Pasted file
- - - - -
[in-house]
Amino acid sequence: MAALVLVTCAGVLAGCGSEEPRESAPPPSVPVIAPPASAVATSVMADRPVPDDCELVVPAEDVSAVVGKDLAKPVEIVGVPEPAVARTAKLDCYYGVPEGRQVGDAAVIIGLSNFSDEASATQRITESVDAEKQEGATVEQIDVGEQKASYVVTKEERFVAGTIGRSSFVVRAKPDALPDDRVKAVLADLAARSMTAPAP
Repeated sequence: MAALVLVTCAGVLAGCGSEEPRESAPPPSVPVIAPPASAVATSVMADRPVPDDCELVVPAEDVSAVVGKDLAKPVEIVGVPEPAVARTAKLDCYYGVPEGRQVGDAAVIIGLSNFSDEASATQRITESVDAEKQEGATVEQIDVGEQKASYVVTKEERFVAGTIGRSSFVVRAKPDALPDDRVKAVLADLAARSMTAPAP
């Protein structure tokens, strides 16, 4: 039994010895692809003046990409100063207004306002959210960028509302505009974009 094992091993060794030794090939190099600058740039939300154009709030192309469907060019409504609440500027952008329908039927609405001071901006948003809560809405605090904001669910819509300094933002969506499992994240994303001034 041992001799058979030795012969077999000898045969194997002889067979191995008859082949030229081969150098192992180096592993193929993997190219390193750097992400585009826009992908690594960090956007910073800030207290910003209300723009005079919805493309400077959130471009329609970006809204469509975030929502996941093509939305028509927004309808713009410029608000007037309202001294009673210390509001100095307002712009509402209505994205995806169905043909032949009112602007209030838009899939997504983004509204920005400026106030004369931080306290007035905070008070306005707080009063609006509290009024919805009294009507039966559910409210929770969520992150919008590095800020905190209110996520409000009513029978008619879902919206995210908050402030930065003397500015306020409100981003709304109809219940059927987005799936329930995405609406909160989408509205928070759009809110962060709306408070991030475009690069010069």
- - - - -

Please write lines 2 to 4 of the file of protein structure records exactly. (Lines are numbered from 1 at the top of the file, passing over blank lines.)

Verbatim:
Amino acid sequence: MAALVLVTCAGVLAGCGSEEPRESAPPPSVPVIAPPASAVATSVMADRPVPDDCELVVPAEDVSAVVGKDLAKPVEIVGVPEPAVARTAKLDCYYGVPEGRQVGDAAVIIGLSNFSDEASATQRITESVDAEKQEGATVEQIDVGEQKASYVVTKEERFVAGTIGRSSFVVRAKPDALPDDRVKAVLADLAARSMTAPAP
Repeated sequence: MAALVLVTCAGVLAGCGSEEPRESAPPPSVPVIAPPASAVATSVMADRPVPDDCELVVPAEDVSAVVGKDLAKPVEIVGVPEPAVARTAKLDCYYGVPEGRQVGDAAVIIGLSNFSDEASATQRITESVDAEKQEGATVEQIDVGEQKASYVVTKEERFVAGTIGRSSFVVRAKPDALPDDRVKAVLADLAARSMTAPAP
């Protein structure tokens, strides 16, 4: 039994010895692809003046990409100063207004306002959210960028509302505009974009 094992091993060794030794090939190099600058740039939300154009709030192309469907060019409504609440500027952008329908039927609405001071901006948003809560809405605090904001669910819509300094933002969506499992994240994303001034 041992001799058979030795012969077999000898045969194997002889067979191995008859082949030229081969150098192992180096592993193929993997190219390193750097992400585009826009992908690594960090956007910073800030207290910003209300723009005079919805493309400077959130471009329609970006809204469509975030929502996941093509939305028509927004309808713009410029608000007037309202001294009673210390509001100095307002712009509402209505994205995806169905043909032949009112602007209030838009899939997504983004509204920005400026106030004369931080306290007035905070008070306005707080009063609006509290009024919805009294009507039966559910409210929770969520992150919008590095800020905190209110996520409000009513029978008619879902919206995210908050402030930065003397500015306020409100981003709304109809219940059927987005799936329930995405609406909160989408509205928070759009809110962060709306408070991030475009690069010069």